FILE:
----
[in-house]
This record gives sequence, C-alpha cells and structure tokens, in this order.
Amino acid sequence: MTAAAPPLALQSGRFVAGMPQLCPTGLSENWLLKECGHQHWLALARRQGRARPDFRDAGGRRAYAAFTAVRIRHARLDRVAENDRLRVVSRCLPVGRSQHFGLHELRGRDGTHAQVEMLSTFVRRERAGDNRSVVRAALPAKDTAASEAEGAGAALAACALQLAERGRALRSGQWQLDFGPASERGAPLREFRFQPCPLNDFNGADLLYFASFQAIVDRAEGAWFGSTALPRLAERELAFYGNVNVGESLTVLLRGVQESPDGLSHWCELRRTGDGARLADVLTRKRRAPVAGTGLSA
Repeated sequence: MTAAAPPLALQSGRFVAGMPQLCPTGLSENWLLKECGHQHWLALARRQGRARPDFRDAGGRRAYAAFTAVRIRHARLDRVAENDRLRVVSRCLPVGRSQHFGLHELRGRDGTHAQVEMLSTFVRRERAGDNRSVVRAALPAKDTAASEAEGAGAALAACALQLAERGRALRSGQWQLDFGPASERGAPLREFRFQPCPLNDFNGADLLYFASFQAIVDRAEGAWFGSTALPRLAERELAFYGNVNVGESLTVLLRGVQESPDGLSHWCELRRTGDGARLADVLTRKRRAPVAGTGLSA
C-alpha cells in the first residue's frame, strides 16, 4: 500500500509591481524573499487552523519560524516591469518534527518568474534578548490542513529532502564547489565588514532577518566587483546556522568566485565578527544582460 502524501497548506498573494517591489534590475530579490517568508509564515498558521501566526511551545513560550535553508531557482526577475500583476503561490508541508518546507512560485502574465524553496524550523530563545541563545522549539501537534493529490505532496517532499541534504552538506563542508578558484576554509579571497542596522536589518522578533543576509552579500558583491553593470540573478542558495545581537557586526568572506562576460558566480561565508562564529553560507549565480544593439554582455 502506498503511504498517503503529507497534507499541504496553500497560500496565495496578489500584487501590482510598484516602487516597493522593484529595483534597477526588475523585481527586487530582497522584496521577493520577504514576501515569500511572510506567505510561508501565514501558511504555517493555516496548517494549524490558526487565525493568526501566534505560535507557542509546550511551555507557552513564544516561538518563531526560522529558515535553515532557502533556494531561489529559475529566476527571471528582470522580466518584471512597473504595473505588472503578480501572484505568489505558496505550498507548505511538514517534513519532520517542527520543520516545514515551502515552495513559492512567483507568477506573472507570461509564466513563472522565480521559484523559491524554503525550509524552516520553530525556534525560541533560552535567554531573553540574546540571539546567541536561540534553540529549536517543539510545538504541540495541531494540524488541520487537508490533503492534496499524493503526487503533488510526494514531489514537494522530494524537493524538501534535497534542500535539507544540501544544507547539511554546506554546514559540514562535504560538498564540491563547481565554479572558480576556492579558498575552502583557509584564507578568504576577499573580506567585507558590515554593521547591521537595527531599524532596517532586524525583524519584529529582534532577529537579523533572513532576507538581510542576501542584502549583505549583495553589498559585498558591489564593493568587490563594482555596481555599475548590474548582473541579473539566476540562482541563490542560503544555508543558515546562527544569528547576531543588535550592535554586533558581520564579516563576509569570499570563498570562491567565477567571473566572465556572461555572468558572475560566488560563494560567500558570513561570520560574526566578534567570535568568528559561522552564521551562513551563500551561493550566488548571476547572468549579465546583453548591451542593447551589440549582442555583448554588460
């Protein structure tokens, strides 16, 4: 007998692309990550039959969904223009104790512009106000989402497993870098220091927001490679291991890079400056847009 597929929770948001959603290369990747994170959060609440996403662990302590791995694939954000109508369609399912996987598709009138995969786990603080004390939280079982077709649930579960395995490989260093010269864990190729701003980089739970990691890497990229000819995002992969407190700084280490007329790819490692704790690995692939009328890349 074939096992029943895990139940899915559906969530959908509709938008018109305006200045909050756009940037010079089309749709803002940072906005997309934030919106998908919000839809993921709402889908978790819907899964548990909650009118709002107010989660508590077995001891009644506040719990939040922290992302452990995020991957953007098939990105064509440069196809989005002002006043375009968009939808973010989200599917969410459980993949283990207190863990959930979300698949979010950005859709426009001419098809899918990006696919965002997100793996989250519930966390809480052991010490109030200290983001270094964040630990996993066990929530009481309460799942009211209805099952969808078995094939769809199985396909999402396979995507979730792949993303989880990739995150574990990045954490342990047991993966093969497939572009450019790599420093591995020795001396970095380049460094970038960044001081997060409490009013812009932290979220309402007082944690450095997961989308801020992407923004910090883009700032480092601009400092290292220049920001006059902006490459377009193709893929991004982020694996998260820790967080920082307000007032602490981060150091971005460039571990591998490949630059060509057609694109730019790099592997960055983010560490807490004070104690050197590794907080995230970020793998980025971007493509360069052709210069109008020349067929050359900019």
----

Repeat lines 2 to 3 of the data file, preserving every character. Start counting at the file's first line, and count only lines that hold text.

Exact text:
This record gives sequence, C-alpha cells and structure tokens, in this order.
Amino acid sequence: MTAAAPPLALQSGRFVAGMPQLCPTGLSENWLLKECGHQHWLALARRQGRARPDFRDAGGRRAYAAFTAVRIRHARLDRVAENDRLRVVSRCLPVGRSQHFGLHELRGRDGTHAQVEMLSTFVRRERAGDNRSVVRAALPAKDTAASEAEGAGAALAACALQLAERGRALRSGQWQLDFGPASERGAPLREFRFQPCPLNDFNGADLLYFASFQAIVDRAEGAWFGSTALPRLAERELAFYGNVNVGESLTVLLRGVQESPDGLSHWCELRRTGDGARLADVLTRKRRAPVAGTGLSA